photo by Brunno Kuhn Neto
them what they do not have. The law could have a strong eﬀect on large farmers, since they have money to pay ﬁnes and to recompose their forest debts, but corruption and economic priorities prevent this from happening. As such, less than 1% of the penalties for environmental crimes in Brazil are actually paid for. Since 2010, the Brazilian Congress has been trying to change the environmental law, making it weaker, arguing it helps poor farmers solve their environmental debt. The solution means forgiving all the debt and keeping the cleared area to small farmers who deforested until 2008. This solution discourages those who kept their forest fragments and it also opens a dangerous precedent for future deforestation and pardonning of environmental crimes. Largely as a result of political interest in votes, the Brazilian Congress has been almost unanimous on approving this change in the law. Another important cause of deforestation in Acre is the market demand for high-quality wood. The high value of hardwood trees such as “jatobá”, “cumaruferro”, “itauba” and many others encourages investments for wood extraction. Since 2001, most of those investments have had some sort of government permission. The problem, however, is that even legalized extraction projects weakens the forest fragments, opening clearings and roads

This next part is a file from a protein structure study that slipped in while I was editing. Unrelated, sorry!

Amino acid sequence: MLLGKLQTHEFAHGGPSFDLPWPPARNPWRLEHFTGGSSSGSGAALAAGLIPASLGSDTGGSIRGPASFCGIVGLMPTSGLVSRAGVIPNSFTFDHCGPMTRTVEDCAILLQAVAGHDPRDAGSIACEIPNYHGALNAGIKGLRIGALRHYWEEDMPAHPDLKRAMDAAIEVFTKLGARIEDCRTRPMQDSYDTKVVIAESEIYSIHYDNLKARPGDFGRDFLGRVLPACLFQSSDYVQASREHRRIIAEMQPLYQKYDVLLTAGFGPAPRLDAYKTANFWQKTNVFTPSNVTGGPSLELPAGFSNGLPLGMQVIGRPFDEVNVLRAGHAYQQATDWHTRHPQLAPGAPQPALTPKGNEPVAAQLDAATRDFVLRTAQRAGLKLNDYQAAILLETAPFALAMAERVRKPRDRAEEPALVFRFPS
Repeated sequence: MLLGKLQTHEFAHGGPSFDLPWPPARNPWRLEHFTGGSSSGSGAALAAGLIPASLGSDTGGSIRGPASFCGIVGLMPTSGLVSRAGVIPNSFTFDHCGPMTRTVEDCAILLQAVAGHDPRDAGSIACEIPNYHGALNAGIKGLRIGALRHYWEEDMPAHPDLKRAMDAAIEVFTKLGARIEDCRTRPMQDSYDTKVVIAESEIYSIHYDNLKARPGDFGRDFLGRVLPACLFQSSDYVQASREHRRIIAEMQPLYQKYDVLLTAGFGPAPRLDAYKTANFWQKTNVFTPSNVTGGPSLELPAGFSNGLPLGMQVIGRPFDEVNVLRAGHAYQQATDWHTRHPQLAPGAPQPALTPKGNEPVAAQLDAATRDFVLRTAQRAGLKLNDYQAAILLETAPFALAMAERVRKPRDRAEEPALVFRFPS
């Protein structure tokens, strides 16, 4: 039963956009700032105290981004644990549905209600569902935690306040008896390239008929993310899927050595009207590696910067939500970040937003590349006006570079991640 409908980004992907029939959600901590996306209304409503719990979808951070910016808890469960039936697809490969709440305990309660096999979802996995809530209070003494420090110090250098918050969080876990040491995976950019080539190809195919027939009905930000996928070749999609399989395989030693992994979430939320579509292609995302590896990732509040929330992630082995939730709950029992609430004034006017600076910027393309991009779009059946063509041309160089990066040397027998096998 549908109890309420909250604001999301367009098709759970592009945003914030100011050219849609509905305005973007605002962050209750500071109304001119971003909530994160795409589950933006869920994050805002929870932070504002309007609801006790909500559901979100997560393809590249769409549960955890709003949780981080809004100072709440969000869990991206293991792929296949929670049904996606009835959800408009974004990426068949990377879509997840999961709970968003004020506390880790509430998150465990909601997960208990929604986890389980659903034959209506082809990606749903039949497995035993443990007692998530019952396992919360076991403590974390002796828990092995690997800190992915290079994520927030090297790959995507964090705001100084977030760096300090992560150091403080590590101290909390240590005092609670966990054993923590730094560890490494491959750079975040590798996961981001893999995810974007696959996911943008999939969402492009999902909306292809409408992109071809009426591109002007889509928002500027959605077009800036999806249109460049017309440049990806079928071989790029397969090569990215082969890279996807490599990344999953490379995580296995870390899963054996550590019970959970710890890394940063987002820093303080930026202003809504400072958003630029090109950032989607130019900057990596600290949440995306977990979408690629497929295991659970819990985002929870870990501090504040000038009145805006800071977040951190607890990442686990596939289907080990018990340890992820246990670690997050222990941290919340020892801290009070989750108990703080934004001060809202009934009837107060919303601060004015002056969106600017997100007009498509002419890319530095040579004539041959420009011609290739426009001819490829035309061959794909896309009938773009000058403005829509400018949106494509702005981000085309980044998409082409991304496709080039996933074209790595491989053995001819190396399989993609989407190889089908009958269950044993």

inside of it. Also, it is not uncommon that a farmer will clear a forest fragment after it loses its potential for logging. Some kinds of trees are forbidden to be cut, such as “mogno” and “castanheira”, but its control is hard to maintain for such a large region, with so many rivers to transport logs and the possibilities to take illegal wood across the border to other countries.